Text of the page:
David Beer on The Early Foucault at The Fragment
Reading Elden’s most recent installment in the series, The Early Foucault, is to be mesmerised by sheer detail. Focusing on the 1950s, a period before Foucault was established, Elden is deep in the archives. From amongst the dusty files, the book gives glimpses behind the curtain. As well as reading across different editions and versions of published works it also layers-in the type of insights that can only come from opening boxes and handling papers. At one point, for instance, Elden noticed, contrary to what is often thought, that Foucault was actually working on Nietzsche as far back as the mid 1950s – this is a discovery that is made due to some notes scrawled on the back of an early draft version of another piece of writing. This is one amongst many such moments. As a result, most of the book’s content is totally fresh, even to those who have read Foucault. It also means that it could be read by someone with no interest in Foucault but who is interested in writing, theory and the emergence of thinkers. By focusing on the period before Foucault’s well-known works, and during a time when there were few publications to work with, the archive has been allowed more space than in the previous volumes. The consequence is a rich engagement with the inner workings of ideas. The more archival focus of this book gives it even more of a backstage view on proceedings.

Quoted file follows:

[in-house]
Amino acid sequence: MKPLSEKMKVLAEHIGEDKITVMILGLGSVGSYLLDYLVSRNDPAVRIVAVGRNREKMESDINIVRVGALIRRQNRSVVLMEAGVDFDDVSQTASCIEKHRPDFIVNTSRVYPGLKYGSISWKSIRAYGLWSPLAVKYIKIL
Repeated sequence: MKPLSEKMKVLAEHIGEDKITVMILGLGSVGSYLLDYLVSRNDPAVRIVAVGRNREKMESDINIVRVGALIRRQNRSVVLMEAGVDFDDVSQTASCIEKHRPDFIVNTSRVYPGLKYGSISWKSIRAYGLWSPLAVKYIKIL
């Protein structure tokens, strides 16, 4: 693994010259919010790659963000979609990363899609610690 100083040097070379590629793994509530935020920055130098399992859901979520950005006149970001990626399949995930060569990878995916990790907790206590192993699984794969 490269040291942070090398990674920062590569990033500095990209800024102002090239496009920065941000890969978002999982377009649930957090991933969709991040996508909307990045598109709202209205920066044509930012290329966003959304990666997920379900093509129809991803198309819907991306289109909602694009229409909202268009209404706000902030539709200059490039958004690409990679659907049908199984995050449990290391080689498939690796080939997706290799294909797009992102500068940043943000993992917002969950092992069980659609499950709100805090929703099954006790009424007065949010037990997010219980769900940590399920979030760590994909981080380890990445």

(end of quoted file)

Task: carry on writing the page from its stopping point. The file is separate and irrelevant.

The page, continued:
A really generous and thoughtful review – thank you!